Although she lacks vast knowledge on the dimension of financial management, she could display some level of knowledge on the basics of proper financial handling and suggested areas of priority based on experience. In order for one to serve ably as a Nurse Manager, one must develop professional experience in quality nursing care and patient safety. Secondly, the candidate must demonstrate human resource management skills. The individual should also possess experience in management, decision-making, and crisis management (Masters, 2009).
Experience with the changing nature of the field of nursing including the technical aspects of the changes is of high significance. Moreover, the Nurse Manager must have sufficient experience in financial management, which forms one of the key aspects of leadership. A combination of these experiences prepares one for the complex tasks and challenges associated with the task of Nurse Manager. Question III The Nurse Manager observed that the aspect of leadership in nursing has continued to evolve over time. In her opinion, she said that the changes in leadership were occasioned by the transforming nature of the field of healthcare delivery.
Certain changes have resulted in the position of Nurse Manager acquiring more significance and increased roles requiring special skills and insights on the part of the leader. The changes have come into effect due to technological advancement, globalization, population explosion, and the influence of private sector participation. The Nurse Manager observed that the role would continue to acquire more significance and duties in the waking of changing organizational structures and shifts from traditional systems of management.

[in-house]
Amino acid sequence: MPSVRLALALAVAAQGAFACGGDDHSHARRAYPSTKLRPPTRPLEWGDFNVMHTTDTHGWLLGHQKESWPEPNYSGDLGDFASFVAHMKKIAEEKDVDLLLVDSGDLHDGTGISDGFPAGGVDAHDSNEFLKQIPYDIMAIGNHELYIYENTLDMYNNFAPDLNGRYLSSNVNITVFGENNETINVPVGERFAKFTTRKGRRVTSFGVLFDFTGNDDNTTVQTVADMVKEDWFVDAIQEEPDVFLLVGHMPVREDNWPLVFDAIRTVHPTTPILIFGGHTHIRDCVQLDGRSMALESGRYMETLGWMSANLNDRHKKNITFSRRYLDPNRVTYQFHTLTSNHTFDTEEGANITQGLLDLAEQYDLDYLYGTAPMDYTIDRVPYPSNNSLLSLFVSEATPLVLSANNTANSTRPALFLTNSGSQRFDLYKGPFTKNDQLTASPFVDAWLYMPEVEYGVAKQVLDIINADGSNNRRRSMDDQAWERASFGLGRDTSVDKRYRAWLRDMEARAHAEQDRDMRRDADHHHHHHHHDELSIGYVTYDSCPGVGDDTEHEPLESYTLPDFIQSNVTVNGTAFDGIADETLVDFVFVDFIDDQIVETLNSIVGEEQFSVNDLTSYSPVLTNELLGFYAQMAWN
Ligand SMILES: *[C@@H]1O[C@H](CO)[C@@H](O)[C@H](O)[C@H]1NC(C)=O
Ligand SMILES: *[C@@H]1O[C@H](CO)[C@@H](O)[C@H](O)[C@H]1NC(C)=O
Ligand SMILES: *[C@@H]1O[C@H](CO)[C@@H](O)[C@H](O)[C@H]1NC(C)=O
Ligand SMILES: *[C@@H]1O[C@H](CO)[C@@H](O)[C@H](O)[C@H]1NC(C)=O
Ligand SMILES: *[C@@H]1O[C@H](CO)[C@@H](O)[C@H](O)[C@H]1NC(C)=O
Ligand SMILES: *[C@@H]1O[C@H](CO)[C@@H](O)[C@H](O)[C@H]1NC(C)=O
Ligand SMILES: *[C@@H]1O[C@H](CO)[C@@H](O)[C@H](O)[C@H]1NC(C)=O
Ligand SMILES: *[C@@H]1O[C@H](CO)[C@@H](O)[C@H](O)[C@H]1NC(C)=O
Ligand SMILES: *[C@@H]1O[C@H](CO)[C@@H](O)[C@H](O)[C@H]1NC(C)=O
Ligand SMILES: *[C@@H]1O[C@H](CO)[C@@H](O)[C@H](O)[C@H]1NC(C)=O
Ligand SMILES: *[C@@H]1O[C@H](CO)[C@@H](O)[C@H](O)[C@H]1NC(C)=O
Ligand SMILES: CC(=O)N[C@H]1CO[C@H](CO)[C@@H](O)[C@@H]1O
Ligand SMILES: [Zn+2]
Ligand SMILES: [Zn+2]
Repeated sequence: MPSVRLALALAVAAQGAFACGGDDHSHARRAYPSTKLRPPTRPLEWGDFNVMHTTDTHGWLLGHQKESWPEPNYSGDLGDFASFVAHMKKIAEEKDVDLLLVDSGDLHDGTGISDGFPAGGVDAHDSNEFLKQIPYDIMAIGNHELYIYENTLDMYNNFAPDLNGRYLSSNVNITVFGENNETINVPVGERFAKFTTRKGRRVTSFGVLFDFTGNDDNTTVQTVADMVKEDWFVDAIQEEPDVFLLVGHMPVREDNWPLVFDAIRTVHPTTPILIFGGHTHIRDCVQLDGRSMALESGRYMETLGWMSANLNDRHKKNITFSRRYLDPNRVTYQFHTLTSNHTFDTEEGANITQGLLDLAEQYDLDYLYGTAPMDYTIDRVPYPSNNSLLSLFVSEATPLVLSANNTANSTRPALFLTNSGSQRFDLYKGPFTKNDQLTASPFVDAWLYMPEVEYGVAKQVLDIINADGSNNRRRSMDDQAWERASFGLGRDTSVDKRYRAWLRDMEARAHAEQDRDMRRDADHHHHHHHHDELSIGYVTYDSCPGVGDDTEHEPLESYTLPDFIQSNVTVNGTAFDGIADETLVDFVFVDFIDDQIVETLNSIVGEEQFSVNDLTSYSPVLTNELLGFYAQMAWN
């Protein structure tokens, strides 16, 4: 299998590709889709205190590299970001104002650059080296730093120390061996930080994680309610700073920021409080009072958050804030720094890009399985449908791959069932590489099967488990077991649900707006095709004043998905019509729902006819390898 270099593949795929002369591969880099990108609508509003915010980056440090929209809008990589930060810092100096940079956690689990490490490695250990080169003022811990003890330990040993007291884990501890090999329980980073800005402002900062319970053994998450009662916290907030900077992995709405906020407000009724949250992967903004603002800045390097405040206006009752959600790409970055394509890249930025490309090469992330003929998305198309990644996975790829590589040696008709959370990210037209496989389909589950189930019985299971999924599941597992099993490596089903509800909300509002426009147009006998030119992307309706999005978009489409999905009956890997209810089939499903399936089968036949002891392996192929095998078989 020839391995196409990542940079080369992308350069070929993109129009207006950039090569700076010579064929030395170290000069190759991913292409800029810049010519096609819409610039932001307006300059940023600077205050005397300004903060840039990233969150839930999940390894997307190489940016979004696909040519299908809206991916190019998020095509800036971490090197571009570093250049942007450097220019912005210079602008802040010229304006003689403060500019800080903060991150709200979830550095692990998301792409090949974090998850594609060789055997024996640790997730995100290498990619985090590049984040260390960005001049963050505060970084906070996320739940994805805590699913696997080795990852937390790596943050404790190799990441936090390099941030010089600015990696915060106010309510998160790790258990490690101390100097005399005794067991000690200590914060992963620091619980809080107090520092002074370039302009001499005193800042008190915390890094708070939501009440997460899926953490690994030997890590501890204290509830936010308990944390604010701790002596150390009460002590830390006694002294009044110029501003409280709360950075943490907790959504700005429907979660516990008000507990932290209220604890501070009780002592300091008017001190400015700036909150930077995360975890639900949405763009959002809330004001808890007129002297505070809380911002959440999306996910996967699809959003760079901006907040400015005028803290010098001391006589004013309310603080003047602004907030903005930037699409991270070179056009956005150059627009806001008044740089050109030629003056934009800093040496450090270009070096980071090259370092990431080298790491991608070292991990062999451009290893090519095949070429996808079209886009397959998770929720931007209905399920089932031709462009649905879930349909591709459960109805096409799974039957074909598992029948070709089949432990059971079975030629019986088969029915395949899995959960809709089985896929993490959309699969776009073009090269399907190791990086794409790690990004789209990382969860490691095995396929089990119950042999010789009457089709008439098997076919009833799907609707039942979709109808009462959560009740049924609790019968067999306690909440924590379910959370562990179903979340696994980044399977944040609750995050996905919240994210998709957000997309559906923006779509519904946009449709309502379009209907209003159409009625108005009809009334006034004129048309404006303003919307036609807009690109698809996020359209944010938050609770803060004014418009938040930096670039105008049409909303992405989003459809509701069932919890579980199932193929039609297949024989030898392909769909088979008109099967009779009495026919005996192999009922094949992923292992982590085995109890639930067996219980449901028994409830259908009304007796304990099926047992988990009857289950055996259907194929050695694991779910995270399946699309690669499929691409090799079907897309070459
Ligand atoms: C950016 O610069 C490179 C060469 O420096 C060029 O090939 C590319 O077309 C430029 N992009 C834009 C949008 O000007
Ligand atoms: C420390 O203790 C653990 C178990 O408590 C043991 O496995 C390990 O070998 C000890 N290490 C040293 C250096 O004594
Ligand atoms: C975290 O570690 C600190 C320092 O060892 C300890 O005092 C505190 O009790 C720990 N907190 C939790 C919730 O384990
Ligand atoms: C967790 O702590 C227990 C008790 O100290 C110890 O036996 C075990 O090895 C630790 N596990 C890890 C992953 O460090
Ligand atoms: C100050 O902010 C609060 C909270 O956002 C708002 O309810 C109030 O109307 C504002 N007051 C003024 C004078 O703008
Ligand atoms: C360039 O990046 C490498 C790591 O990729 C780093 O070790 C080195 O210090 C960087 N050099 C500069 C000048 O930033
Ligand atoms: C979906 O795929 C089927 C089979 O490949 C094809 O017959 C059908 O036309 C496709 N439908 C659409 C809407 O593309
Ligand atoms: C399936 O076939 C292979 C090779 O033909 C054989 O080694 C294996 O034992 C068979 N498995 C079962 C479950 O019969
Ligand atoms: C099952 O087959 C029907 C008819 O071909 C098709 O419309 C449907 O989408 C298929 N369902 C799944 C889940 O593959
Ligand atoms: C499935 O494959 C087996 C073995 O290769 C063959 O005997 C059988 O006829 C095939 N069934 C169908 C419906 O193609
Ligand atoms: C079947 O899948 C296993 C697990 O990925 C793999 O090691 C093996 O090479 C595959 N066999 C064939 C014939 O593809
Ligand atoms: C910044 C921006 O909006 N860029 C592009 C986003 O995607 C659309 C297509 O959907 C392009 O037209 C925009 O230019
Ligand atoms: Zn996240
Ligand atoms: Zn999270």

These changes, according to the Nurse Manager, have been enhanced by changes in policies and legislations, which have redefined the role and scope of nursing and leadership in nursing. Question IV According to the Nurse Manager, the three most challenging issues she faces are staffing problems, inadequate funding, and employee burnout. She argued that staffing remains a serious challenge in many public healthcare institutions because many nursing personnel has shifted to private nursing institutions, which offer better terms of service. Graduates from nursing institutions also opt to join private firms due to the comparably high salaries and convenient terms of service.